After practicing sport, a natural and normal phenomenon appears within 24 to 48 hours: muscle soreness.
This sign that your muscles have done a lot of work and need to repair themselves.
Once the muscles are repaired, the soreness fades, but residual muscle tension remains one thing the body can’t resolve by itself.
This is where muscle stretching comes in.
By stretching, you remove this residual muscle tension, bringing your muscles back to a harmonious state with a full range of motion.
Stretching regularly will prevent residual muscle tension from accumulating and increasing the risk of muscle tear, one of the most common sports injuries.
During sleep, our body regenerates itself.
In the days following an intense physical effort, sleep is even more crucial because the body, in addition to the daily regeneration, must repair the micro injuries produced by the sport.
It is critical for anyone practicing sport to keep a sufficient quality and quantity of sleep.
Lacking sleep means lacking self-regeneration but not only. Sleep is also vital for mental awareness, which is essential to practicing safe sports.
Get help with your health issues
Drinking enough water while doing sports is obvious, yet how many athletes still forget to do it? Far too many.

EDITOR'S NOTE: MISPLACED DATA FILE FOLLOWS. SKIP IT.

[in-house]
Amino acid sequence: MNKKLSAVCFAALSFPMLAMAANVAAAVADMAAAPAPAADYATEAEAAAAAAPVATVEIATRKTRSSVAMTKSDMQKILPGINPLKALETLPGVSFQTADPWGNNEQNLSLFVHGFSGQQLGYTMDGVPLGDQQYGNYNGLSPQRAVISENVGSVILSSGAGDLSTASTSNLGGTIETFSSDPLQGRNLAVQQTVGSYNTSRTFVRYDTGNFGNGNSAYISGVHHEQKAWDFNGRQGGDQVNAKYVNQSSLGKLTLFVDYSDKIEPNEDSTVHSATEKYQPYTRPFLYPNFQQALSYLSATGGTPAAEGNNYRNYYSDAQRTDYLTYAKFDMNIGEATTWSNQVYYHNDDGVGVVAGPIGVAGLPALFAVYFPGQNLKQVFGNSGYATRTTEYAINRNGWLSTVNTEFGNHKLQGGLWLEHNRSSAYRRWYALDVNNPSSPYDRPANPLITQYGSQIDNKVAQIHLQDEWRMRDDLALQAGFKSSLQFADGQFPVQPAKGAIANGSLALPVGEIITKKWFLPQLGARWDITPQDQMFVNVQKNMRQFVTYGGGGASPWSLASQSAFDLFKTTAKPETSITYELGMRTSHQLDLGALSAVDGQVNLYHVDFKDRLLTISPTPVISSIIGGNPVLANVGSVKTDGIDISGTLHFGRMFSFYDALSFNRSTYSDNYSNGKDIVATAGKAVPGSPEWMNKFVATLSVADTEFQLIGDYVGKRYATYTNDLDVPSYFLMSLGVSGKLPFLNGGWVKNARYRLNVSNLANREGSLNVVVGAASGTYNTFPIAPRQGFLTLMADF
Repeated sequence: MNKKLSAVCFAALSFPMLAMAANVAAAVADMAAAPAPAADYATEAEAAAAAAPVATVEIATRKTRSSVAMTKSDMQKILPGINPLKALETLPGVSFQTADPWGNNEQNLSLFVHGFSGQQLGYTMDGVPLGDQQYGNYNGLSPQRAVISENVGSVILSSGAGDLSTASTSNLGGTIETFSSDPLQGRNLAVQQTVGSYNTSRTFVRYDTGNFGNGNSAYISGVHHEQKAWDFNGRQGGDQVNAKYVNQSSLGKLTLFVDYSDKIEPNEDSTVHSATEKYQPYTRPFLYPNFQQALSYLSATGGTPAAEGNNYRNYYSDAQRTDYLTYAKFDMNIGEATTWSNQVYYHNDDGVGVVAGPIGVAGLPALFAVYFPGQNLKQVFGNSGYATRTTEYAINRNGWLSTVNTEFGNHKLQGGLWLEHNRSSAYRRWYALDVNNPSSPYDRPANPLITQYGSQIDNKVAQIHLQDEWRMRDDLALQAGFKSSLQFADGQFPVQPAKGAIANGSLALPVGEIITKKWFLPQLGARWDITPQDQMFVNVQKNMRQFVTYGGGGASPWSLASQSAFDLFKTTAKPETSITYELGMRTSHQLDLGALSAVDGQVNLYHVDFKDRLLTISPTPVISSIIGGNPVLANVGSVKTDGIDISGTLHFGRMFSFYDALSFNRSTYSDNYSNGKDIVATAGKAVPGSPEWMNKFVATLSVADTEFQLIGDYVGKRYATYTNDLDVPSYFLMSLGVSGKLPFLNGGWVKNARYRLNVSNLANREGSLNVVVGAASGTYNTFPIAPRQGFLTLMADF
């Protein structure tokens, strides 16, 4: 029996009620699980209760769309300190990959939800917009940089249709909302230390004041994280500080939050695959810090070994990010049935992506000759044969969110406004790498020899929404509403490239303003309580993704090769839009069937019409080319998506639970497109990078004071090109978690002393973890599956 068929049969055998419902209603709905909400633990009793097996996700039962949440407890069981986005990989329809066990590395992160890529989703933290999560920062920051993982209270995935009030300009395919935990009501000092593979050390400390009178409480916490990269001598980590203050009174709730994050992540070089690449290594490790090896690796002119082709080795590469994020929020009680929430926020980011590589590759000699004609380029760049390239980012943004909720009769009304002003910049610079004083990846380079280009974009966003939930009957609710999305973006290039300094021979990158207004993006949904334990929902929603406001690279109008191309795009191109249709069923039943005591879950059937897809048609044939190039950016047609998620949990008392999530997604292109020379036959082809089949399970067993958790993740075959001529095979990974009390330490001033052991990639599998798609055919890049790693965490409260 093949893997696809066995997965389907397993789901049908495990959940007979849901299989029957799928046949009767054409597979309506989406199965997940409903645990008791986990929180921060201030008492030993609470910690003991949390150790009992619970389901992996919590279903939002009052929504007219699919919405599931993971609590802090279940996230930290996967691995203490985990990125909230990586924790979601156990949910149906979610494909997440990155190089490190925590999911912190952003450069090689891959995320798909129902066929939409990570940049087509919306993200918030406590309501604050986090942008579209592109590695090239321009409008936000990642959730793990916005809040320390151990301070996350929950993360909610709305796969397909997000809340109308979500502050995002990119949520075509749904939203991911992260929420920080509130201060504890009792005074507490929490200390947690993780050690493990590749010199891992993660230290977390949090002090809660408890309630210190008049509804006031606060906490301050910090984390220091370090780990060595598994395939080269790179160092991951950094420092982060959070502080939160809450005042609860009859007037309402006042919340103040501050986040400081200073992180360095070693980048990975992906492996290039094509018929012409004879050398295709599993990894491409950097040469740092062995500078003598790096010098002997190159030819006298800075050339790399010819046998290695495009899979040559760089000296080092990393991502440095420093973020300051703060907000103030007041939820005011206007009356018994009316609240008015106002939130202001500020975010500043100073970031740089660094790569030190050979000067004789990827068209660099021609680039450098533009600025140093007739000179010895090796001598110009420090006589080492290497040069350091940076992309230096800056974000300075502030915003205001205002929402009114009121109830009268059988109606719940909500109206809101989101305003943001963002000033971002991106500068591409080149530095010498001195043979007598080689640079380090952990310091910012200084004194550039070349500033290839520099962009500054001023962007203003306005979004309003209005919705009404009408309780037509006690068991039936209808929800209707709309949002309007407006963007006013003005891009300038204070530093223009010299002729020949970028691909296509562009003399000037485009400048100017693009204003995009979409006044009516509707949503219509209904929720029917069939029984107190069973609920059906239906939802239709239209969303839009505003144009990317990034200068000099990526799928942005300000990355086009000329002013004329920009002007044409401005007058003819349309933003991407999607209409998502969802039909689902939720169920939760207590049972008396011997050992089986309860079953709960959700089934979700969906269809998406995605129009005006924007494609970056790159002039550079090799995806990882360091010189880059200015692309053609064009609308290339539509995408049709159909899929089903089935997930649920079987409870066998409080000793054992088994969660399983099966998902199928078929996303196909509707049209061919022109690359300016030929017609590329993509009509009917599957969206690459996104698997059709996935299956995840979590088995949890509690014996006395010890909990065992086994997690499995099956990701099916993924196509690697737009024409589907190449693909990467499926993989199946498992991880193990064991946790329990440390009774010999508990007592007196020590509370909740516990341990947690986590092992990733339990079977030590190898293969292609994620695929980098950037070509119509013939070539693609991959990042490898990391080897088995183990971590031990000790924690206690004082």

They are many reasons for that, but one of the most common is to wait for the thirst.
Generally, when you don’t practice sport, it’s ok to wait to be thirsty to drink. It’s not ideal, but it won’t be problematic for your health.
However, waiting for the thirst is not advisable when practicing sports. The reason is simple: when you exercise, you are losing water much quicker than usual, therefore, the moment you will start to feel thirsty, it will be too late.
We, therefore, remind you here very clearly: you must drink water before, during, and after exercise.
Dehydration increases the risk of all injuries while slowing down the recovery process.
Warming up correctly
Warming up before practicing any physical activity is essential to avoid sports injuries. Why?
Because our body is not functioning at 100 % of its abilities all the time. As a basic mechanism of survival, our body is programmed to spare as much energy as possible, putting in sleeping mode all that is not used at the moment.
Therefore when we are about to practice sports (after a day of work at the office, for example), it is vital that we warm up properly our body so it can be at the fullest of our abilities.
This is especially important for weekend sports warriors, who do not exercise 98% of the time.
To warm up correctly, it’s capital to understand the two main goals of a warm-up, which are:
- Stimulating blood flow throughout the body, especially in our limbs and muscles
- Increasing body awareness
But in order to warm up correctly, it is very important to avoid a big mistake: using stretching as a warm-up. It is a terrible idea, and yet, many sportspeople are still doing it.
Stretching is helpful to eliminate residual muscle tension, not to warm up. When you stretch, you relax the muscles, which is not what you want just before a physical effort. On top of that, we need to warm up in order to stretch to avoid muscle tears, therefore, using stretching as a warm-up doesn’t make any sense.
They are different correct ways to warm up, but in all cases, it should be composed of different mobility exercises adapted to the sport your practice. Therefore we are not going to warm up the same for tennis, climbing, soccer, or hockey.